Watch It Cowboy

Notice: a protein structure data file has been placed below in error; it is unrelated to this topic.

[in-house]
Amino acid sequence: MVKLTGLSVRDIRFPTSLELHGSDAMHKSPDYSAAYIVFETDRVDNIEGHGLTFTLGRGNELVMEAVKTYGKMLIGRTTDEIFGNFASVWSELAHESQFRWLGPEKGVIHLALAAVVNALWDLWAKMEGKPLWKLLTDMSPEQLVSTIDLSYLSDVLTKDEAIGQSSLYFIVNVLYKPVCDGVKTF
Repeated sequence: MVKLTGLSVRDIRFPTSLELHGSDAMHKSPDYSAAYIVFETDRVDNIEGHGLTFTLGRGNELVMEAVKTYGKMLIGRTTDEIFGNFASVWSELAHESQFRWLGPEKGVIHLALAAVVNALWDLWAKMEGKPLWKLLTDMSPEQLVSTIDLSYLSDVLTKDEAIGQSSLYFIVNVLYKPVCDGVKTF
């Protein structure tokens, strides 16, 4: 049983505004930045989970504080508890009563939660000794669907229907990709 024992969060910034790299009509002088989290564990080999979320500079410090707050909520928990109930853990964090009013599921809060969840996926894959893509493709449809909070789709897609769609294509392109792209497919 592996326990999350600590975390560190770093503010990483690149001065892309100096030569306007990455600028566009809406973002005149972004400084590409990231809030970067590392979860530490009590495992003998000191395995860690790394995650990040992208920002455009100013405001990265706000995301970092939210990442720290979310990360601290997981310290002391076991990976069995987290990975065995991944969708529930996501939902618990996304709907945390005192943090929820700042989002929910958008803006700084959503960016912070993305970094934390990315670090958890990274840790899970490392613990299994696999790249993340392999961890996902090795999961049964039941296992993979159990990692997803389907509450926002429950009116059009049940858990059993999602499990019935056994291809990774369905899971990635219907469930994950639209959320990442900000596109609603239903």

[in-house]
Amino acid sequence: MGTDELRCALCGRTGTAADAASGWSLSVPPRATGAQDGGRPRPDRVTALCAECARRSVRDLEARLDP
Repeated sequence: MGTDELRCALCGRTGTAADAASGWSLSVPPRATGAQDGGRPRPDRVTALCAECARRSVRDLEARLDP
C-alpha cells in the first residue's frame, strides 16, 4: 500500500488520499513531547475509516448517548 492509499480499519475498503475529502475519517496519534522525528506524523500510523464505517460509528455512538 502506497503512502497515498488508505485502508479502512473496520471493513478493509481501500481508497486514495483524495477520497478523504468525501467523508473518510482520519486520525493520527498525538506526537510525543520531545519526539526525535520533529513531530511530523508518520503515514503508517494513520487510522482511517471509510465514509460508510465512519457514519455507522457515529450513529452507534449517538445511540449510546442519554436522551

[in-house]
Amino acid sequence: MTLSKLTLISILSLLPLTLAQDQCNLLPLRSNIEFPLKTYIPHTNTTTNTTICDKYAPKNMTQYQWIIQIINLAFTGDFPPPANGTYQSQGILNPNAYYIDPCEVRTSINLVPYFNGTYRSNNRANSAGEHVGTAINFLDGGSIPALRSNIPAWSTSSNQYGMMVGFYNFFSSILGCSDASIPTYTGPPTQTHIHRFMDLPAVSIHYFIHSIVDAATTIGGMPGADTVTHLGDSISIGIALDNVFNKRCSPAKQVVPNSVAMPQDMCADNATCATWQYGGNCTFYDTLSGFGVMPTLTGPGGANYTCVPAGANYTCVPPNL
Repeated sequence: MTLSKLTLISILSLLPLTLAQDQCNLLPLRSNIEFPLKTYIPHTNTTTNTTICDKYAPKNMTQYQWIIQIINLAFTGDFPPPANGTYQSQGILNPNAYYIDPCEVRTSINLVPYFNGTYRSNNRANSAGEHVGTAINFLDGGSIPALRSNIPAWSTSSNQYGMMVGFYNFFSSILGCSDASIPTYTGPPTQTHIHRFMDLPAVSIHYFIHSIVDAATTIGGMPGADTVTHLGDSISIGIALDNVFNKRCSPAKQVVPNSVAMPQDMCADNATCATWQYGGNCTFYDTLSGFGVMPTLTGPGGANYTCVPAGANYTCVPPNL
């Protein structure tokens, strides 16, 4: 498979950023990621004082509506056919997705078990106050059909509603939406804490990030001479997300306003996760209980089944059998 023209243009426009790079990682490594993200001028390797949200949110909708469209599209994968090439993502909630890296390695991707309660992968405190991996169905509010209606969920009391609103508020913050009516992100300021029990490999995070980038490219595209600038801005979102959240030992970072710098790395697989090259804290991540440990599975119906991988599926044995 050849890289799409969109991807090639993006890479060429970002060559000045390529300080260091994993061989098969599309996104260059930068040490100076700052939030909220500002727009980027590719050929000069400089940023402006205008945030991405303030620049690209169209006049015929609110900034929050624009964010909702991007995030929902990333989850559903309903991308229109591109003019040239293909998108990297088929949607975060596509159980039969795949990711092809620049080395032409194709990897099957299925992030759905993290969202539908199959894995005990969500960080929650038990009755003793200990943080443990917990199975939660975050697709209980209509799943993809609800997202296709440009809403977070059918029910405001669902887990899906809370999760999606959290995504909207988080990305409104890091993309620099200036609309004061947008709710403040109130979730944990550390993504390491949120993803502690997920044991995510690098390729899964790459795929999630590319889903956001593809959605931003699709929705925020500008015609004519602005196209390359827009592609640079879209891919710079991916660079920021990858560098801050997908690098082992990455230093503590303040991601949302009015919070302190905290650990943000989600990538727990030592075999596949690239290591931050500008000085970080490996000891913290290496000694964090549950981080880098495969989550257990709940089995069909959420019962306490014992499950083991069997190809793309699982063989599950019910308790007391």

Remember the days when Nashville still had at least the faintest aroma of sawdust underneath it's heels & whiskey on it's breath? Before 'crossover' became the no-longer-secret word of the day & country music had all but sold their soul for some magic beans? Well, Douglass Street sounds like their mission is to bring the twang back to Nash Vegas, and coming from outsiders in the Hoosier State, it is a hostile takeover that is welcome & necessary. The 'Cowboy' in WATCH IT COWBOY is certainly the operative word here. Bands are not exactly a dime a dozen in country music, at least when success & longevity are concerned. In a genre where vocalists & made-to-order songs rule the game, it seemed the days of Alabama (who had some pop success, but never lost sight of their roots even while collaborating with Lionel Richie & 'NSYNC), Southern Pacific & Confederate Railroad have gone the way of the dinosaur. Even Rascal Flatts have gotten in touch with their inner pop star & kicking up their heels seems the furthest from their mind. With any luck, Douglass Street ought to bring those days back & add their name to the all-too-short list of successful country bands who can write their own music, thank you very much! Most bands usually accent the 'country' in the subgenre of 'country-rock,' but it is clear Douglas Street does the opposite & WATCH IT COWBOY pays off in spades for that. Even the ballads have a kick to them while still providing ample opportunities for crying in your beer. The opening 'Way Before You Did' exemplifies this approach, and later entries like 'What Do I Do' & 'Working On Some Lonely' maintain that clear-eyed method of tugging on the listener's heartstrings without yanking them. Lead singer Doug Gusching's voice has the air of 'love sucks, but life goes on': probably not the most commercial attitude to write about, but it speaks the truth nonetheless. 'Pour Me To Sleep' is enough to have Kenny Chesney rethink his status as country's favorite beach bum with it's gentle tropical undertones, and also stays realistic about the fleeting nature of love. Back to kicking up those heels, WATCH IT COWBOY has plenty of those moments for those who have ten-gallon hats tucked away somewhere. It does not get anymore redneck than 'Let's Get It On' with fighting words delivered at a breakneck speed that would make Michael Stipe proud (think 'It's The End Of The World As We Know It' with a mullet). 'Where You Goin' has 'line-dance' written all over it, along with 'Girls Night Out', which can definitely make it onto the playlist of any neighboorhood bar band, although guys may want to pray for a happier ending when it comes to chatting up that special lady. In which case, the suggested domestic bliss of 'She Dances' might be the perfect soundtrack. It's naughtiness is more sly & with a wink than outright crude (we ain't talkin' Warrant & 'Cherry Pie' here), and definitely has the makings of a killer video on CMT---at least in the hours it still shows them & with the requisite creative camera angles for keeping it family-friendly. I definitely can smell a single on this song, but that is the beauty of WATCH IT COWBOY. Every song could find a home on the radio, and a record label definitely has their work cut out for them in deciding what to release. Finally, the album comes to a sobering end with the armed forces tribute of '21 Guns'. Regardless of how you feel about war, the song is enough to bring out the patriot in you without shoving you full of naive jingoism, a la Toby Keith. This is one ballad Douglass Street is not afraid to let it's guard down on & embrace emotion, but as always, managing to keep the tears at bay & a brave face on at all times. At a time when it seems country music is too busy reaching out to listeners who would not set foot near a saloon, a rootsy band like Douglass Street might appear to have been born a few decades too late. On the other hand, those musicgoers who have wondered where the twang has gone might be greater in number than imagined, and a large collective 'Yee-Haw & Hallelujah!' might be in order for the occasion of WATCH IT COWBOY. For someone who likes his country music to sound country (are those banjos I hear?!) & pop to sound pop, and never the twain shall meet, that is certainly my reaction. It is always refreshing to hear music made by people who are well aware of where the genre came from & who do not give a damn about being the flavor of the month. Douglass Street & WATCH IT COWBOY help say, if belatedly, what should have been told to crossover country specialists long ago. -Eric Andrews, Independent Music Reviewer.